Facebook warns it could ban news in the US if Congress passes a bill that would require the platform to negotiate with and compensate publishers for their content. Andy Stone, Meta’s head of policy communications, said on Twitter that Facebook will “be forced to consider removing news” from Facebook if the Journalism Competition and Preservation Act (JCPA) is passed. Facebook previously threatened to block news in Canada and Australia when similar laws were proposed.
Introduced last year with bipartisan support, the JCPA would allow publishers to negotiate with platforms like Facebook and Google over the distribution of their content. It’s supposed to give news publishers leverage against Big Tech and could require Facebook to pay for including news on its platform, something that Facebook has fiercely fought in the past in other countries.
“If Congress passes an ill-considered journalism bill as part of national security legislation, we will be forced to consider removing news from our platform altogether rather than submit to government-mandated negotiations that unfairly disregard any value we provide to news outlets through increased traffic and subscription,” Stone writes. “The Journalism Competition and Preservation Act fails to recognize the key fact: publishers and broadcasters put their content on our platform themselves because it benefits their bottom line — not the other way around.”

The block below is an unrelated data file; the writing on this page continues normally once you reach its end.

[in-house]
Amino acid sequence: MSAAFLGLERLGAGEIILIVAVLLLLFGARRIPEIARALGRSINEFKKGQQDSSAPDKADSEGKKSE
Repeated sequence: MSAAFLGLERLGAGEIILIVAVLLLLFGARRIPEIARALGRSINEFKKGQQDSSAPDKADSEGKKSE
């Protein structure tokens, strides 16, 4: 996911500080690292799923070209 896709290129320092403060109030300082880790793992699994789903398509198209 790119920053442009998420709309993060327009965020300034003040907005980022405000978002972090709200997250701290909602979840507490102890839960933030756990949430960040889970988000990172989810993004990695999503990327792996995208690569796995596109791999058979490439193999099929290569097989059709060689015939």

Last February, Facebook pulled news from the platform in Australia over similar legislation and even ripped down pages belonging to government agencies. While news was later restored when Australia’s bill was amended, The Wall Street Journal reported that the company may have intentionally implemented the chaotic ban to win favorable changes. The amended version of the law gives publishers and platforms two months to strike a deal or otherwise be forced into arbitration. Facebook issued a similar threat in response to Canada’s Online News Act, which would also require the platform to pay for sharing news.
The Senate Judiciary Committee passed the Journalism Competition and Preservation Act in September by a 15 to seven vote, but it still has to pass through the full Senate. Facebook isn’t the only entity opposing the bill. A total of 26 organizations, including Public Knowledge and the Electronic Frontier Foundation, wrote a letter to lawmakers to advocate against the bill. On the other side, a wide alliance of publishing organizations has supported the bill, including The Verge’s parent company, Vox Media.
Cutting off news in one of Facebook’s largest markets would be a dramatic escalation — but the company has proven it’s willing to use scorched earth tactics to stop news payment laws around the world.